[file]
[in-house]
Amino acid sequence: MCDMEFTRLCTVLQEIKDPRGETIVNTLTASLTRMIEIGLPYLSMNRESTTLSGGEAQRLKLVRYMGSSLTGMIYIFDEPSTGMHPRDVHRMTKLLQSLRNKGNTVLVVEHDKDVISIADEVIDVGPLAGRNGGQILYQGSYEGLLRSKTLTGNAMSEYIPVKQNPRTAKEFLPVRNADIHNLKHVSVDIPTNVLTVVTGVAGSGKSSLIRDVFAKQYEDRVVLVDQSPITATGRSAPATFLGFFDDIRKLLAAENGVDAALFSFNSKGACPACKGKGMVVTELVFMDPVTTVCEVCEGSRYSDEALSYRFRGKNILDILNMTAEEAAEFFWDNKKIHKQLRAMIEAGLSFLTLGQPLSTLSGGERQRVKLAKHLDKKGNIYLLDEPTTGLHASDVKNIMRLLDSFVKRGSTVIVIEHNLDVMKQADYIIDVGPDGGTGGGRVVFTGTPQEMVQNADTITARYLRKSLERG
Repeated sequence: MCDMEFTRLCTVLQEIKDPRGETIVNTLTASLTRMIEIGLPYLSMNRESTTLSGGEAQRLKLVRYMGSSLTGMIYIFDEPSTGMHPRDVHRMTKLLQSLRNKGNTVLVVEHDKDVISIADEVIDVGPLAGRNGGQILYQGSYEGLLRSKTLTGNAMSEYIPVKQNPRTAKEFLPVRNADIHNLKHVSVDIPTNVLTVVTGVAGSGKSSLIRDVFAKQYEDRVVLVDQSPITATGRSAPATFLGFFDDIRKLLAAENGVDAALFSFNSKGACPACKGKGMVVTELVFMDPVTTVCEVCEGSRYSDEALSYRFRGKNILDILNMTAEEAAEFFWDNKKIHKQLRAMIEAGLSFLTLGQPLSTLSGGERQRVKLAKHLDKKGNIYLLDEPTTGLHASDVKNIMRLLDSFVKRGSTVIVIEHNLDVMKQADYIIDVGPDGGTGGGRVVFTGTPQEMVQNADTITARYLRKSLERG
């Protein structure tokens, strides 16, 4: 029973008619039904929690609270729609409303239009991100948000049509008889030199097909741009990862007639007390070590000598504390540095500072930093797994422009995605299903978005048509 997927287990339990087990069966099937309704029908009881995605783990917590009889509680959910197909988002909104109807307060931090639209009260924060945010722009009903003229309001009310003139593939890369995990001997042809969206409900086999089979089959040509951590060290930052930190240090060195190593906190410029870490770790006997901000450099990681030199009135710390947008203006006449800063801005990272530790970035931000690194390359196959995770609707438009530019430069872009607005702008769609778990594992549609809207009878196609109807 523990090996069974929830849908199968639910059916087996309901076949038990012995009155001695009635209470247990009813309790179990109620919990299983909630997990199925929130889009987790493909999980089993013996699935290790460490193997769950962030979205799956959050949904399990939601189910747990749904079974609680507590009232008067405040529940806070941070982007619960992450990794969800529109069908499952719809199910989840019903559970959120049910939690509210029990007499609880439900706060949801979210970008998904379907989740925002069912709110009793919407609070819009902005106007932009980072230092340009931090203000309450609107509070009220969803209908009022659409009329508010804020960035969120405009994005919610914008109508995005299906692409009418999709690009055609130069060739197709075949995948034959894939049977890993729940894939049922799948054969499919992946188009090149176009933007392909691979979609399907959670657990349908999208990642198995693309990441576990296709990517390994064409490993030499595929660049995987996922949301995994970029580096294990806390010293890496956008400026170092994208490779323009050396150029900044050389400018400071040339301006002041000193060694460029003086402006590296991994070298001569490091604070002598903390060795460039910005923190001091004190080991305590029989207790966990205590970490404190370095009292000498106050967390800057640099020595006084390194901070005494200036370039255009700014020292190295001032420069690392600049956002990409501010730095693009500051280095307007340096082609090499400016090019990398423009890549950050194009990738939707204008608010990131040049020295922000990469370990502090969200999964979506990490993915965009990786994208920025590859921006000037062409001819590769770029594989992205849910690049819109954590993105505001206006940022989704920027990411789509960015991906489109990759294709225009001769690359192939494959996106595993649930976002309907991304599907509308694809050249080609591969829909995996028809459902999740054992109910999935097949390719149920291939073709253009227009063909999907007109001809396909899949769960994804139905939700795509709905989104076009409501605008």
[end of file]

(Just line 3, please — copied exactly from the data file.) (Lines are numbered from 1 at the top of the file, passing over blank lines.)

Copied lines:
Repeated sequence: MCDMEFTRLCTVLQEIKDPRGETIVNTLTASLTRMIEIGLPYLSMNRESTTLSGGEAQRLKLVRYMGSSLTGMIYIFDEPSTGMHPRDVHRMTKLLQSLRNKGNTVLVVEHDKDVISIADEVIDVGPLAGRNGGQILYQGSYEGLLRSKTLTGNAMSEYIPVKQNPRTAKEFLPVRNADIHNLKHVSVDIPTNVLTVVTGVAGSGKSSLIRDVFAKQYEDRVVLVDQSPITATGRSAPATFLGFFDDIRKLLAAENGVDAALFSFNSKGACPACKGKGMVVTELVFMDPVTTVCEVCEGSRYSDEALSYRFRGKNILDILNMTAEEAAEFFWDNKKIHKQLRAMIEAGLSFLTLGQPLSTLSGGERQRVKLAKHLDKKGNIYLLDEPTTGLHASDVKNIMRLLDSFVKRGSTVIVIEHNLDVMKQADYIIDVGPDGGTGGGRVVFTGTPQEMVQNADTITARYLRKSLERG